Obama: 'Absolutely' Faced Racism in White House

In an interview on CNN Wednesday, President Barack Obama reflected on racism he “absolutely” faced during his presidency.

“I think there’s a reason attitudes about my presidency among whites in northern states are very different from whites in southern states,” the president said to CNN’s Fareed Zakaria during “The Legacy of Barack Obama,” a documentary highlighting some of the most notable moments of his presidency.

“Are there folks whose primary concern about me has been that I seem foreign the other Are those who champion the birther movement feeding off of bias Absolutely,” Obama said.

In the 2012 election, Obama only won 39 percent of the white vote nationally and this number is even lower in numerous southern states. In Mississippi, Alabama, North Carolina, Florida and Virginia, he received less than the national average in terms of support in Mississippi and Alabama he received just 10 and 15 percent, respectively, of the white vote. In contrast, President-elect Donald Trump, who served as a large proponent of the birther movement, garnered 58 percent of the white vote nationally.

Obama and his family including his two young daughters, Sasha and Malia have all faced racism during his two terms in the White House, sometimes even from other politicians. And while Obama does not see racism as a factor in mainstream opposition to him, David Axelrod, his former senior advisor, said otherwise.

“It’s indisputable that there was a ferocity to the opposition and a lack of respect to him that was a function of race,” Axelrod said.

During the interview, Zakaria pointed out that Obama will always be remembered as the first Black president perhaps even more so than he will be remembered for his policies.

“The first line of your biography will almost certainly be not something you did but who you are the first African American president,” he said.

But Obama, as Zakaria pointed out, is in fact half white and was raised by three white people his mother and his grandparents.

“Are you comfortable with this characterization of you” Zakaria asked.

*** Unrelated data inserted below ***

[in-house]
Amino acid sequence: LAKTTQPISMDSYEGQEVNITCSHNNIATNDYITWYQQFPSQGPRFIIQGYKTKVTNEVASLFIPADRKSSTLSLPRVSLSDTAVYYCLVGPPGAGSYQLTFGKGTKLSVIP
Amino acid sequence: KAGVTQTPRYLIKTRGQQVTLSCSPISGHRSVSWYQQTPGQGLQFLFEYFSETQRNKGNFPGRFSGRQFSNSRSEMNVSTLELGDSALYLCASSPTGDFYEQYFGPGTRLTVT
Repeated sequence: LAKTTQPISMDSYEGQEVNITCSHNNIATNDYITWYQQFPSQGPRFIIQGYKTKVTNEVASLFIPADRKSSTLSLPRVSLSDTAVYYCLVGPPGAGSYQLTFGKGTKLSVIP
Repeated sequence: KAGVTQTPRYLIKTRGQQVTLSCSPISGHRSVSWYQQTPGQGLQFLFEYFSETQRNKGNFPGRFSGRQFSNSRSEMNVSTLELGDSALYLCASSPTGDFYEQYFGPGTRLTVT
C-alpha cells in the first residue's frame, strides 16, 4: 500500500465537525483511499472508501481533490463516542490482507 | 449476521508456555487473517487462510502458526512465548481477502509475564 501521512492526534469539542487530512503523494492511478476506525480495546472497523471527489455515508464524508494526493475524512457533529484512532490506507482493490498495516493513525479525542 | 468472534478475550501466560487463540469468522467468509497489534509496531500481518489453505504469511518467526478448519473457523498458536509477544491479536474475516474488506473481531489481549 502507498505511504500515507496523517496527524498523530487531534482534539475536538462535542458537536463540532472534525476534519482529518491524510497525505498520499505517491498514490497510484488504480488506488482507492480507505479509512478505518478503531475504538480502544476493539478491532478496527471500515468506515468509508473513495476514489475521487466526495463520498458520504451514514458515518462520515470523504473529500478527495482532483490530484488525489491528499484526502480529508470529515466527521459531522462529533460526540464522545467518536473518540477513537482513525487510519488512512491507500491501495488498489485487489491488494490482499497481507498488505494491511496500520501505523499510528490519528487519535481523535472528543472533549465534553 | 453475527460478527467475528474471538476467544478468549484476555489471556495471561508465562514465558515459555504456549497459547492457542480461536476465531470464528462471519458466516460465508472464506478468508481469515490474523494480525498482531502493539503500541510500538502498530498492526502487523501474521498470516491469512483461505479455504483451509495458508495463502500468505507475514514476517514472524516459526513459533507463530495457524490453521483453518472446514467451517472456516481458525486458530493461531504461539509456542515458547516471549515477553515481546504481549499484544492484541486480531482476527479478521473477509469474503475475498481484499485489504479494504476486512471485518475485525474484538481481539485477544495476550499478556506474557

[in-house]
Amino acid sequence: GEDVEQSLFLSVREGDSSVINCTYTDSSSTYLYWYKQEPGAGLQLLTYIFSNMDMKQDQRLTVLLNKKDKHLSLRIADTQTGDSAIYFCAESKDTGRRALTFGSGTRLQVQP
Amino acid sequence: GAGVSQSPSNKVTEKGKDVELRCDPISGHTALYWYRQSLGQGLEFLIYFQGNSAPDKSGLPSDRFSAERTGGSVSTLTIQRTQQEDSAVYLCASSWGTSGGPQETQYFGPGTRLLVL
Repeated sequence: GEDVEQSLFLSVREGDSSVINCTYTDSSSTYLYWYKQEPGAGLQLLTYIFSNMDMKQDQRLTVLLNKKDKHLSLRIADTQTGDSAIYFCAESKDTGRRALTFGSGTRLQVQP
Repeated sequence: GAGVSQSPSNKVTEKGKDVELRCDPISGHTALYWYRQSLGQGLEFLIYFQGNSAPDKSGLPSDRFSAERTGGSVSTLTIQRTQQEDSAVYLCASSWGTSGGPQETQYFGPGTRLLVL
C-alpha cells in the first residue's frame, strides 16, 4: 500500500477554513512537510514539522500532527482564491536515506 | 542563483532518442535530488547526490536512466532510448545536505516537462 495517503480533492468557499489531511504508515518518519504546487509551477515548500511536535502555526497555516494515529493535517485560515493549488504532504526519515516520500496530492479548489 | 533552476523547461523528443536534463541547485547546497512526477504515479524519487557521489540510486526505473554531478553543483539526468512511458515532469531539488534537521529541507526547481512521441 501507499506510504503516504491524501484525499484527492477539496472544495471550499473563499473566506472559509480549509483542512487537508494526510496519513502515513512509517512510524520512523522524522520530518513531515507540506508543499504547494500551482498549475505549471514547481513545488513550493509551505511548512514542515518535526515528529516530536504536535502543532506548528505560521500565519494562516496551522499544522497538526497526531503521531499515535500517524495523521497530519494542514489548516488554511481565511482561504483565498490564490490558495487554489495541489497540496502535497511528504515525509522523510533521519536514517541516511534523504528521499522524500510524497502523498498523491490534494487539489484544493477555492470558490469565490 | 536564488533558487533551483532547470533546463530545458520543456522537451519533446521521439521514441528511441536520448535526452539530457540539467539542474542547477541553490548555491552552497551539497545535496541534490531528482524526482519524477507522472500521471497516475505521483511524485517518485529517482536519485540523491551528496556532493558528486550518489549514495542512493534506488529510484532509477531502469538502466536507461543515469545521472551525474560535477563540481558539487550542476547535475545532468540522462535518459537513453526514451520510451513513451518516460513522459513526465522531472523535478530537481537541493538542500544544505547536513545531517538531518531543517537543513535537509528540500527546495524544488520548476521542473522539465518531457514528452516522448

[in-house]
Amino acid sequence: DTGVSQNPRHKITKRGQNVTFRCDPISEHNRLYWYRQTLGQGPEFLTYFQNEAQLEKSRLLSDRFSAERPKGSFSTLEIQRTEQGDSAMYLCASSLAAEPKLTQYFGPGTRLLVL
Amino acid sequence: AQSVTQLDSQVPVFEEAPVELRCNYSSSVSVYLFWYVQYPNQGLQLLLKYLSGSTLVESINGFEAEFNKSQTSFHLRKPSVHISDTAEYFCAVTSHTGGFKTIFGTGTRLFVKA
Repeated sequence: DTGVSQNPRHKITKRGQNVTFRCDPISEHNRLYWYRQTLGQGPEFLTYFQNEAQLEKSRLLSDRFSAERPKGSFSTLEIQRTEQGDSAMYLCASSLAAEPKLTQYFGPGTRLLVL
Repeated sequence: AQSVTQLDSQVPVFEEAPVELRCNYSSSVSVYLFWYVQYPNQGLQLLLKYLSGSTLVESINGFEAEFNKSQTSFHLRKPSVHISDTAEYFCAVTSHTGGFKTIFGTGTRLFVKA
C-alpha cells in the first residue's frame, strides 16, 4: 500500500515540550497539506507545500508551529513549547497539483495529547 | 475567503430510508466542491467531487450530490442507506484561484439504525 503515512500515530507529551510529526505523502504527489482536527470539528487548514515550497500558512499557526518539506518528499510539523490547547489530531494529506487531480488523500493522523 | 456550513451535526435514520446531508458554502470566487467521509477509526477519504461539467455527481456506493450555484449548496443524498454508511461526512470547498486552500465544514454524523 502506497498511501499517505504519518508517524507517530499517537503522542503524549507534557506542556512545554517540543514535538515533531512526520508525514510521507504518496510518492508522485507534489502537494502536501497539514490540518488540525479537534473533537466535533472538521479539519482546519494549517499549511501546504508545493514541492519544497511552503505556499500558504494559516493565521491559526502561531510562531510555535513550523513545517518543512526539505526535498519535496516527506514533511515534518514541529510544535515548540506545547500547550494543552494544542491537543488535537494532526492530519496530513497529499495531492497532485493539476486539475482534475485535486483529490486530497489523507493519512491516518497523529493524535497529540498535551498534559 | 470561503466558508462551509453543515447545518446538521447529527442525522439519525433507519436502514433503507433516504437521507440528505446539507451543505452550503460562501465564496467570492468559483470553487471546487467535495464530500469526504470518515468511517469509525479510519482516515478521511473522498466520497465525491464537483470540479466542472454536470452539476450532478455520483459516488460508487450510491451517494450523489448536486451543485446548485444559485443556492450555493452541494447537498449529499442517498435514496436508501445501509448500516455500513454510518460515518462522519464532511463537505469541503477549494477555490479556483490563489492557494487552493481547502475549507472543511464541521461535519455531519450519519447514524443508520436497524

“I am, actually,” the president responded. “And the concept of race in America is not just genetic, otherwise the one-drop rule wouldn’t have made sense. It’s cultural, it’s this notion of a people who look different than the mainstream, suffering terrible oppression, but somehow being able to make out of that a music, a language and a faith, and a patriotism.”

Obama on Race During His Presidency

Obama did not make race a large part of his presidency. But when certain events shook the nation, including the shooting death of Trayvon Martin and the massacre of nine Black parishioners at a church in South Carolina by a white supremacist, he spoke more openly on race relations.

Martin, an unarmed Black 17-year-old, was shot and killed by George Zimmerman, a neighborhood watch man, in 2012. After the shooting, Obama, in an unprecedented move, addressed his personal feelings on the shooting.

“If I had a son, he’d look like Trayvon,” Obama said. “When I think about this boy, I think about my own kids.”

In 2013 Zimmerman was acquitted, causing outrage and upset across the nation, notably among the Black community. In another rare move, Obama once again made personal remarks at this time.

“You know, when Trayvon Martin was first shot I said that this could have been my son,” he said. “Another way of saying that is Trayvon Martin could have been me 35 years ago.”

“There are very few African American men in this country who haven’t had the experience of being followed when they were shopping in a department store,” the president continued. “That includes me.”

In June 2015, white supremacist Dylann Roof shot and killed nine Black parishioners at the Emanuel African Methodist Episcopal Church in South Carolina during Bible study. Roof said he wanted to start a “race war.” The president traveled there to deliver a eulogy for the Rev. Clementa Pinckney, who was murdered during the massacre.

During the eulogy he spoke of the rich history of the church.

“When there were laws banning all-black church gatherers, services happened here anyway in defiance of unjust laws,” he said. “When there was a righteous movement to dismantle Jim Crow, Dr. Martin Luther King, Jr. preached from its pulpit, and marches began from its steps. A sacred place, this church, not just for blacks, not just for Christians but for every American who cares about the steady expansion of human rights and human dignity in this country, a foundation stone for liberty and justice for all.”

The president ended the eulogy by singing “Amazing Grace” and saying that each of the victims of the massacre “found that grace.”

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